… and it's nine times more effective than currently available pharmaceutical options.

A new study in Boulder is using clinical trials to test the effectiveness of MDMA in treating various mental disorders, including PTSD in rape victims and veterans.

… And yes, they’ve already got their test subjects so everybody just settle back down.

Ecstasy, aka ‘Molly’ amongst others, has been a go-to party drug for years; however, a Colorado research teams believes a pure form of the active ingredient (MDMA) can help people suffering from post-traumatic stress disorder. That pure-pure, huh?

To test this, researchers had participants undergo MDMA-assisted psychotherapy, which basically involved them laying on a couch wearing eyeshades and listening to music while they rolled like balls down a greased hill. A male and a female therapist sat on either side of the patient for the 8-hour session, administered therapy, and recorded their reactions.

Not exactly the best scene for rolling if you ask us but … there’s definitely a Spotify playlist to fit that mood. We’re still down.

So, what did they find? The FDA-backed study so far indicates “the drug is nine times more effective in treating PTSD than current psychiatric medications, and that results can last for several years.” The force is strong with this one.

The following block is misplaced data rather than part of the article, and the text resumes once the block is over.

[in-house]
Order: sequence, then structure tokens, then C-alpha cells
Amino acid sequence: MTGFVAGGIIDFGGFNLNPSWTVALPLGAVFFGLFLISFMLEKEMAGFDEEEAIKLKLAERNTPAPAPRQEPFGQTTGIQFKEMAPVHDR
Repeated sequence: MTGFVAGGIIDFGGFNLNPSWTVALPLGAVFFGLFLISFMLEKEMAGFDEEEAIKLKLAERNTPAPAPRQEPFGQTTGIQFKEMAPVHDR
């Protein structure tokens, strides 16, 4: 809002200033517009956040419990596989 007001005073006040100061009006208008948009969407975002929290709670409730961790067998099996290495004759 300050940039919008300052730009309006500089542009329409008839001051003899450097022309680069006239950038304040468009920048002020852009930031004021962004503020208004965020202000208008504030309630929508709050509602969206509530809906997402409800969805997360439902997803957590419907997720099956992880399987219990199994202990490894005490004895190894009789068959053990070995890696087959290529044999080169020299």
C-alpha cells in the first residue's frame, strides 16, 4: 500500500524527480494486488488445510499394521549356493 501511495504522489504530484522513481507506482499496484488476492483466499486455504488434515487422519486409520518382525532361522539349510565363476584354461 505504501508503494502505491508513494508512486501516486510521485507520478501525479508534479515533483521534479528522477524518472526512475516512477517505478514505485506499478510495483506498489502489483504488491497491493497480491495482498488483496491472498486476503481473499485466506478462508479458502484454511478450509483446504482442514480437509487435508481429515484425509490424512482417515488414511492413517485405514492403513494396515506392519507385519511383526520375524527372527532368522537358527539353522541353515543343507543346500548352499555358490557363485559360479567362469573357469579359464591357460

Similar studies have taken place in the UK. According to Inquisitor, researchers “tested LSD and other psychedelic drugs in treating a variety of mental disorders, including depression and alcoholism… 75 microgram injections of LSD [were given] to 15 men and five women and monitored their brain activity using functional magnetic resonance imaging.”

The science is just now proving what we’ve known all along. Any other questions, lab coats?

Meanwhile, while Colorado seems to be A-OK with treating PTSD patients with MDMA, they are thoroughly not okay with using marijuana. As Reuters reports, "Colorado health officials on Wednesday rejected a bid by medical marijuana advocates to put cannabis on a list of approved treatments for post-traumatic stress disorder … While Colorado has allowed the use of medical marijuana to treat various ailments since 2001, the state's health board has three times refused to put PTSD on its approved list. A similar proposal failed in the state legislature last year."

So, apparently you can't treat PTSD by getting high on a legal substance … just really, really high on an illegal one.

Makes sense?